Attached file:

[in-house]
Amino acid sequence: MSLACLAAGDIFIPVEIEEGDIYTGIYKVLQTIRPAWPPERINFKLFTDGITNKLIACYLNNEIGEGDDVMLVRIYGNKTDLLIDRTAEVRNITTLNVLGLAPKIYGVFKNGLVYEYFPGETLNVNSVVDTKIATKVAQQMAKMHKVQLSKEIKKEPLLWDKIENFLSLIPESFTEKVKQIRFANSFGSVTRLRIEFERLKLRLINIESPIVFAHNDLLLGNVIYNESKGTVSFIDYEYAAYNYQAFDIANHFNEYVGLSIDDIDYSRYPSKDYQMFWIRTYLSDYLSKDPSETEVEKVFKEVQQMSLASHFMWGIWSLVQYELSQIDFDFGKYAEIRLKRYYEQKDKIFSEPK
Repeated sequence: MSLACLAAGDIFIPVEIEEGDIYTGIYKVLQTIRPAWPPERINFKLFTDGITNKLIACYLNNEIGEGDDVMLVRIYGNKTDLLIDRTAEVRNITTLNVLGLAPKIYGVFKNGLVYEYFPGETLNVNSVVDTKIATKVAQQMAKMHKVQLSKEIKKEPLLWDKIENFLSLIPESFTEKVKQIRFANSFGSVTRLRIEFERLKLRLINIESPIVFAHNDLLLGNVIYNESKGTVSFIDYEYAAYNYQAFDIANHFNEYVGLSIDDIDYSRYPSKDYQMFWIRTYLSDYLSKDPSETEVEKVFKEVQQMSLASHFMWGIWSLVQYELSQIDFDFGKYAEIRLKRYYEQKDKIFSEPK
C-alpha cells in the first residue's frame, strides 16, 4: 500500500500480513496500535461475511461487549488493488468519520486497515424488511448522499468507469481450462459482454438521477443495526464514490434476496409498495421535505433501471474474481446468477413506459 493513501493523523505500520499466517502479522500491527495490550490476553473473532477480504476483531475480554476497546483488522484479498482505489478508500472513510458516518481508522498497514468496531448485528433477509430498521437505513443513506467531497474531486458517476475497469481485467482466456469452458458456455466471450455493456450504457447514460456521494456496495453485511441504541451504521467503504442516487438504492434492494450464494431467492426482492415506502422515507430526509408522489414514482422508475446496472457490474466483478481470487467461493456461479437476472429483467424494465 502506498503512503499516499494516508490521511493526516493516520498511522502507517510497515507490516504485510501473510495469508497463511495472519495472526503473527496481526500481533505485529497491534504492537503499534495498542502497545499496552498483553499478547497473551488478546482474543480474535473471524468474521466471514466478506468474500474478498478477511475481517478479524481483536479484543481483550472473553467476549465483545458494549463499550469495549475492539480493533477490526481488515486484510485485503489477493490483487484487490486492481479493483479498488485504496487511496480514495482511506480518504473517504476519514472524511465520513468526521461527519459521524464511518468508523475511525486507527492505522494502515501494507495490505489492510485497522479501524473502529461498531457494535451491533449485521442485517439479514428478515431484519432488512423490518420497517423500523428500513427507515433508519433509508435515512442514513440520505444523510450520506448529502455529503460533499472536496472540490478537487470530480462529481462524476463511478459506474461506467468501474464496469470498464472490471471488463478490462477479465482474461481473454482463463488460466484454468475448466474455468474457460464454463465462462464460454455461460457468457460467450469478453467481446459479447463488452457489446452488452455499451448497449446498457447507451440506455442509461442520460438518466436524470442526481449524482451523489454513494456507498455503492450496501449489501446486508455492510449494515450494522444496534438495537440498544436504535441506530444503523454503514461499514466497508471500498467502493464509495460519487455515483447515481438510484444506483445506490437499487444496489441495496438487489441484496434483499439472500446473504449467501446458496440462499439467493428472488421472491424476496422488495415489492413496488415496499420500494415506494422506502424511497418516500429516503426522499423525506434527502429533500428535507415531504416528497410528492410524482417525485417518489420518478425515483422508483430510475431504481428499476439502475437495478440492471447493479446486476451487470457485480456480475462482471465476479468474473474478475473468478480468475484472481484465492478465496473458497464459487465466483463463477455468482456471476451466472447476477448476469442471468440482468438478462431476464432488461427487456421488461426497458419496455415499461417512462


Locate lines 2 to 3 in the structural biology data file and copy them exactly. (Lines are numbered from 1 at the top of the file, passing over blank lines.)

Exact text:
Amino acid sequence: MSLACLAAGDIFIPVEIEEGDIYTGIYKVLQTIRPAWPPERINFKLFTDGITNKLIACYLNNEIGEGDDVMLVRIYGNKTDLLIDRTAEVRNITTLNVLGLAPKIYGVFKNGLVYEYFPGETLNVNSVVDTKIATKVAQQMAKMHKVQLSKEIKKEPLLWDKIENFLSLIPESFTEKVKQIRFANSFGSVTRLRIEFERLKLRLINIESPIVFAHNDLLLGNVIYNESKGTVSFIDYEYAAYNYQAFDIANHFNEYVGLSIDDIDYSRYPSKDYQMFWIRTYLSDYLSKDPSETEVEKVFKEVQQMSLASHFMWGIWSLVQYELSQIDFDFGKYAEIRLKRYYEQKDKIFSEPK
Repeated sequence: MSLACLAAGDIFIPVEIEEGDIYTGIYKVLQTIRPAWPPERINFKLFTDGITNKLIACYLNNEIGEGDDVMLVRIYGNKTDLLIDRTAEVRNITTLNVLGLAPKIYGVFKNGLVYEYFPGETLNVNSVVDTKIATKVAQQMAKMHKVQLSKEIKKEPLLWDKIENFLSLIPESFTEKVKQIRFANSFGSVTRLRIEFERLKLRLINIESPIVFAHNDLLLGNVIYNESKGTVSFIDYEYAAYNYQAFDIANHFNEYVGLSIDDIDYSRYPSKDYQMFWIRTYLSDYLSKDPSETEVEKVFKEVQQMSLASHFMWGIWSLVQYELSQIDFDFGKYAEIRLKRYYEQKDKIFSEPK